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Europe: Shares slump as Apple warning hammers China-reliant sectors
[BENGALURU] European shares dropped on Tuesday as a revenue warning from Apple hammered iPhone parts makers and underlined the impact of the coronavirus outbreak on global supply chains.
However, the pan-European Stoxx 600 index ended off session lows helped by defensive buying as well as merger activity among Italian banks.
Milan shares closed at their highest in over a decade as Intesa Sanpaolo's 4.86 billion euro (S$7.32 billion) bid for smaller rival UBI Banca sparked hopes of much-awaited consolidation among other Italian banks.
Italy's banking index jumped 1.6 per cent to close at a 1-1/2 year high, with UBI Banca soaring 24 per cent.
Stock markets globally slid on Tuesday after Apple said it would miss its March-quarter sales outlook due to the epidemic, which has killed over 1,800 people and forced businesses to shut operations.
After falling up to 0.9 per cent during the session, the Stoxx 600 closed 0.4 per cent lower, retreating from Monday's record highs.
"Investors are clearly very keen to keep buying," said Connor Campbell, analyst at financial spread better Spreadex. "It took something like a warning from Apple that investors weren't willing to ignore."
Shares of AMS AG, Dialog Semiconductor and STMicroelectronics NV, which supply components to Apple, fell over 1.2 per cent. Other chipmakers also dropped, taking Europe's technology index down 0.7 per cent.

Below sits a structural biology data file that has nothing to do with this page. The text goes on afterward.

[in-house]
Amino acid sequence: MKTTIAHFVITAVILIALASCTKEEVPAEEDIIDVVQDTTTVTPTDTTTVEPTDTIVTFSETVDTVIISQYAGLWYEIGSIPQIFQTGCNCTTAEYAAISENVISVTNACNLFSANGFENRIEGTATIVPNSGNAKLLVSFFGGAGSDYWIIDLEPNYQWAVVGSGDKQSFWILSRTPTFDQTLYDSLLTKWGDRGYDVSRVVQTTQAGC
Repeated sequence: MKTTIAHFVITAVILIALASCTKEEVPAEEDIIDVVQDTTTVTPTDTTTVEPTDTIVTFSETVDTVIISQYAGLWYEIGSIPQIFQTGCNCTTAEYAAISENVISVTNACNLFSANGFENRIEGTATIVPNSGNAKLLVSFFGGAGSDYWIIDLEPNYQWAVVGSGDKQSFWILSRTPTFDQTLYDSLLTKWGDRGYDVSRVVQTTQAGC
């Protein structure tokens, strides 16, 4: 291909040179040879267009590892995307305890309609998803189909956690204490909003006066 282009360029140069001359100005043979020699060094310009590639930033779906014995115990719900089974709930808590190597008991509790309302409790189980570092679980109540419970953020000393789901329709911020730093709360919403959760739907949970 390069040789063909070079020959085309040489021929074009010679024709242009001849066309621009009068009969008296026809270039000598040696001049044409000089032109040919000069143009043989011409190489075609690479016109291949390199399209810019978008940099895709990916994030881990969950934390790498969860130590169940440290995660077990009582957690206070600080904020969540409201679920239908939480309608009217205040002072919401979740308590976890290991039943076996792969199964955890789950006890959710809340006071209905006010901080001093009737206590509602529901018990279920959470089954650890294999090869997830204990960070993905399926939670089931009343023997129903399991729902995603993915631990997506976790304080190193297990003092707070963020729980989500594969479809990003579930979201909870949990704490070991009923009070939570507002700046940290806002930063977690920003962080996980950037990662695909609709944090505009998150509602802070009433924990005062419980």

Germany's Infineon said it has so far seen only a minor impact on business from the virus. Its shares were down 2.2 per cent, while Frankfurt's main index fell 0.8 per cent.
Other China-exposed sectors such as automobile and basic materials were the worst hit on the day.
Miner BHP Group dropped 1.4 per cent after missing half-year profit estimates and flagging a risk from the coronavirus outbreak, while Glencore slid 4.5 per cent after posting its first annual loss since 2015.
Renault shares slipped 6 per cent after a UBS price target cut. The company had announced cost cuts last week.
British lender HSBC Holdings slid 6.6 per cent after it said it would shed US$100 billion in assets and cut 35,000 jobs over three years as part of a reorganisation. It also said the coronavirus epidemic had significantly impacted staff and customers.
On the data front, a survey on Tuesday showed German investor morale deteriorated far more than expected in February on worries of the outbreak impacting world trade. Manufacturing PMIs from the eurozone on Friday will be keenly watched for more insights into the economic fallout from the epidemic.
Defensive sectors such as utilities and real estate were among the few gainers.
Among bright spots, food ingredients company Kerry Group touched an all-time high after saying it hopes to return its five Chinese factories to full capacity within weeks.